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ARS Home » Midwest Area » Madison, Wisconsin » U.S. Dairy Forage Research Center » Dairy Forage Research » Research » Publications at this Location » Publication #327843

Research Project: Redesigning Forage Genetics, Management, and Harvesting for Efficiency, Profit, and Sustainability in Dairy and Bioenergy Production Systems

Location: Dairy Forage Research

Title: Improving precision of forage yield trials: A case study

Author
item SRIPATHI, RAGHU - University Of Wisconsin
item CONAGHAN, PATRICK - Teagasc (AGRICULTURE AND FOOD DEVELOPMENT AUTHORITY)
item Casler, Michael

Submitted to: North American Alfalfa Improvement Conference
Publication Type: Abstract Only
Publication Acceptance Date: 4/1/2016
Publication Date: 7/12/2016
Citation: Sripathi, R., Conaghan, P., Casler, M.D. 2016. Improving precision of forage yield trials: A case study [abstract]. North American Alfalfa Improvement Conference. Paper No. P42.

Interpretive Summary:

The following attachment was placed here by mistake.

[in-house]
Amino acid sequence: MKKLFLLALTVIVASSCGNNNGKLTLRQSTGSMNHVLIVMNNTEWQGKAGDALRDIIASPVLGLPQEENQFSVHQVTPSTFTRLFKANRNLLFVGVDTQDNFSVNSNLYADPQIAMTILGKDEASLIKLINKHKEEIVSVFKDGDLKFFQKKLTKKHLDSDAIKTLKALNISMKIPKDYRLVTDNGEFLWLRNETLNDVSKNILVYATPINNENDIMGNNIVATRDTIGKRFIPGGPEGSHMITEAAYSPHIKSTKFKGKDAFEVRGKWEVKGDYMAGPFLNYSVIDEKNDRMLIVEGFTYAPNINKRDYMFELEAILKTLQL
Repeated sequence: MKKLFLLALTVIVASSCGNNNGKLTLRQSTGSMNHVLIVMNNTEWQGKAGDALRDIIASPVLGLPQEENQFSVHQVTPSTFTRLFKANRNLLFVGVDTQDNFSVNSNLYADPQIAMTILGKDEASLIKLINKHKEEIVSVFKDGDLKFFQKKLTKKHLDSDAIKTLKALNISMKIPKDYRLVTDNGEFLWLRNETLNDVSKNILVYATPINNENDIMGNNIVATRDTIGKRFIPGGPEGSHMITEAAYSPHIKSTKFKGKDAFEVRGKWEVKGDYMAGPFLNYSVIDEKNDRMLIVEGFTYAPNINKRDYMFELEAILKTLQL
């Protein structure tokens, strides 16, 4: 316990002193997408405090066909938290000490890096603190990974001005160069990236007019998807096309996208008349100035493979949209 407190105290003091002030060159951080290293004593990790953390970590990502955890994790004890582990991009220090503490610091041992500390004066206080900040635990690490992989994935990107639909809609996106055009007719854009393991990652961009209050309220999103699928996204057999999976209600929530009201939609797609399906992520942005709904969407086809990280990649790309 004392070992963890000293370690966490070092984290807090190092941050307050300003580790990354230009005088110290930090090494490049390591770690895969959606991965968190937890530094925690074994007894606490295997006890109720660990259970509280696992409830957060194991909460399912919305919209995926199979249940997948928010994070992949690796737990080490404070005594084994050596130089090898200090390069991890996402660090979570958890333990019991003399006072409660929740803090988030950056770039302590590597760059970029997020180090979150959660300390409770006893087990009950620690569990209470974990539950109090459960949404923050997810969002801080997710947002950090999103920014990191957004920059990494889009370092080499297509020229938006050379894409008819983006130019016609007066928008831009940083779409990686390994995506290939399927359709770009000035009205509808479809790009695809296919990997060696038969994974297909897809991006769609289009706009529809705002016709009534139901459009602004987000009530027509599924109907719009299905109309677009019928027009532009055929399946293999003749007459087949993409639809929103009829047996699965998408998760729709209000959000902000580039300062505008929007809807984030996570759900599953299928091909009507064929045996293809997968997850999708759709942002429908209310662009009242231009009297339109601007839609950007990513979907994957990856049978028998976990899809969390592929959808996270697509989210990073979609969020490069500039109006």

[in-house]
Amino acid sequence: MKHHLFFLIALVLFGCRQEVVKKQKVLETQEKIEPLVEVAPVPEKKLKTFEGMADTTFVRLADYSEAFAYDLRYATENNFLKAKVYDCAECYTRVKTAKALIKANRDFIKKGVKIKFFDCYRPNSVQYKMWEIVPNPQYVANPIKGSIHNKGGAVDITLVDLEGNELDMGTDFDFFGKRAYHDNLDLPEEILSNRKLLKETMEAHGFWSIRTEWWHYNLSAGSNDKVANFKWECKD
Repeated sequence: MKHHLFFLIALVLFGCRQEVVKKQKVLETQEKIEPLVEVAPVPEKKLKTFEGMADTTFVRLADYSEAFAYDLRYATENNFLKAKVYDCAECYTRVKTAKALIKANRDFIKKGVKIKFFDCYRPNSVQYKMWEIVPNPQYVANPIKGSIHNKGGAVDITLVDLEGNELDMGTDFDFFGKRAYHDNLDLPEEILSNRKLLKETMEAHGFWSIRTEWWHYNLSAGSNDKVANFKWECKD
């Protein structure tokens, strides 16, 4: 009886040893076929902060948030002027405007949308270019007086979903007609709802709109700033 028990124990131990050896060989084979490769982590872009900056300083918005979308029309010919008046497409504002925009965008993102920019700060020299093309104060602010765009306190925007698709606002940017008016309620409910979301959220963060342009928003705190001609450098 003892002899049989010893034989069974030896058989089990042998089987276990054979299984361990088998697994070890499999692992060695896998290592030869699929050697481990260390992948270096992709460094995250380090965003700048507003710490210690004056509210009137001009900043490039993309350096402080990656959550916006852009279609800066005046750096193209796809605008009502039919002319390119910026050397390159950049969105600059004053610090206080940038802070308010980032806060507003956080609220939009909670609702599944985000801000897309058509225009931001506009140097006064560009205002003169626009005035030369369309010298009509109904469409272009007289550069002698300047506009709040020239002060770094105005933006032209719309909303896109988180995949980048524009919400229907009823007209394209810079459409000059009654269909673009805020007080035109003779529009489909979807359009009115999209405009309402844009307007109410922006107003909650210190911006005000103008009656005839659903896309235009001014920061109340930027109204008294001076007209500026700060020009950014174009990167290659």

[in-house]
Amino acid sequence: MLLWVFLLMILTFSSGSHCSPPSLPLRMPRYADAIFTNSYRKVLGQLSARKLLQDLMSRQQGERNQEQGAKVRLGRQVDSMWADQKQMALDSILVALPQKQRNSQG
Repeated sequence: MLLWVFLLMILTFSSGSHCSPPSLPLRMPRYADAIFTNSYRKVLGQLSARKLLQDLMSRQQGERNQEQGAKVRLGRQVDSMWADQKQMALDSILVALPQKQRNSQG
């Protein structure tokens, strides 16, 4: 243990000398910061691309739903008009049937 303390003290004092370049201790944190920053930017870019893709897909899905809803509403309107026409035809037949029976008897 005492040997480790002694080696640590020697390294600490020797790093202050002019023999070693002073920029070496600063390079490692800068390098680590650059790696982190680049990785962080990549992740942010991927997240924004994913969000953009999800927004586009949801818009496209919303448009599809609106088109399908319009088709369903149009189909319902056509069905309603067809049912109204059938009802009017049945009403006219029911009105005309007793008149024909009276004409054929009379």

Technical Abstract: Field-based agronomic and genetic research relies heavily on the data generated from field evaluations. Therefore, it is imperative to optimize the precision of yield estimates in cultivar evaluation trials to make reliable selections. Experimental error in yield trials is sensitive to several factors, some of which are classified as experimental design factors (i.e. plot size, block size and number of replicates). Long-term historical field trials can be used in a variety of ways to improve the precision and power of future field trials. The purpose of this presentation is to illustrate a case-study of long-term ryegrass forage yield trials evaluated by the Department of Agriculture, Food and Marine (DAFM) in Ireland to quantify the effects of block size, block shape, and number of replicates, spatial variability on trial precision and power. A total of 142 perennial ryegrass, Italian ryegrass, and hybrid ryegrass forage yield trials sown between 2001 and 2011 across five locations in Ireland were considered for this retrospective analysis. Row-column designs were 36% more efficient than complete block designs, while spatial analyses were 71% more efficient than complete block designs alone. The best spatial models were correlated errors models that modeled the specific correlation structure present in each field trial. Spatial adjustment had a significant impact on cultivar selection and power to detect mean yield differences of cultivars. The best spatial models and the randomized complete block design without spatial analysis agreed on the top cultivar for only 66% of trials. Using spatial models, four replicates were sufficient to detect mean yield differences between cultivars of 7% of the mean and 80% power, compared to 12 replicates for the randomized complete block design without spatial analysis. The impact of block size and number of replicates on trial precision was dependent on block shape. Increasing number of replicates significantly decreased least significant difference only in wider (more square) blocks compared to narrow (more rectangular) blocks. Routine use of incomplete block designs combined with spatial analysis must be added to the routine DAFM testing programs, not only to improve the precision of yield estimates but also to reduce the risk of missing potential candidate cultivars, given the existence of spatial variation. These analyses can be employed to improve precision and power in any long-term research program with historical trials data accumulated over several years.